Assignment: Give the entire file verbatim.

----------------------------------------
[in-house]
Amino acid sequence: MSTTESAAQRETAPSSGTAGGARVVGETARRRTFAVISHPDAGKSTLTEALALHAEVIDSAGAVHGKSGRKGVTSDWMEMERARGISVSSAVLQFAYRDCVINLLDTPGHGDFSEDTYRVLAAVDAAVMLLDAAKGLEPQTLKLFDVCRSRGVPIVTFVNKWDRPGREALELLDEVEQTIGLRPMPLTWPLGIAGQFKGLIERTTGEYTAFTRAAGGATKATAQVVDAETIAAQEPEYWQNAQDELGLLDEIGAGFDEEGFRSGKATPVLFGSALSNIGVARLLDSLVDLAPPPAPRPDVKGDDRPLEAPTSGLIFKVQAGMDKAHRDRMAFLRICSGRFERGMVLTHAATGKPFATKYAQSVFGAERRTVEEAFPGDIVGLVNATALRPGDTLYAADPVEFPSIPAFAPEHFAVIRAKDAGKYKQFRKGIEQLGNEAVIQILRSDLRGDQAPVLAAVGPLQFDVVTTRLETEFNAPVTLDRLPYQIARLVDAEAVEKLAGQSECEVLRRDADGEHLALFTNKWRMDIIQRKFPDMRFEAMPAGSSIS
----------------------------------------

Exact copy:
[in-house]
Amino acid sequence: MSTTESAAQRETAPSSGTAGGARVVGETARRRTFAVISHPDAGKSTLTEALALHAEVIDSAGAVHGKSGRKGVTSDWMEMERARGISVSSAVLQFAYRDCVINLLDTPGHGDFSEDTYRVLAAVDAAVMLLDAAKGLEPQTLKLFDVCRSRGVPIVTFVNKWDRPGREALELLDEVEQTIGLRPMPLTWPLGIAGQFKGLIERTTGEYTAFTRAAGGATKATAQVVDAETIAAQEPEYWQNAQDELGLLDEIGAGFDEEGFRSGKATPVLFGSALSNIGVARLLDSLVDLAPPPAPRPDVKGDDRPLEAPTSGLIFKVQAGMDKAHRDRMAFLRICSGRFERGMVLTHAATGKPFATKYAQSVFGAERRTVEEAFPGDIVGLVNATALRPGDTLYAADPVEFPSIPAFAPEHFAVIRAKDAGKYKQFRKGIEQLGNEAVIQILRSDLRGDQAPVLAAVGPLQFDVVTTRLETEFNAPVTLDRLPYQIARLVDAEAVEKLAGQSECEVLRRDADGEHLALFTNKWRMDIIQRKFPDMRFEAMPAGSSIS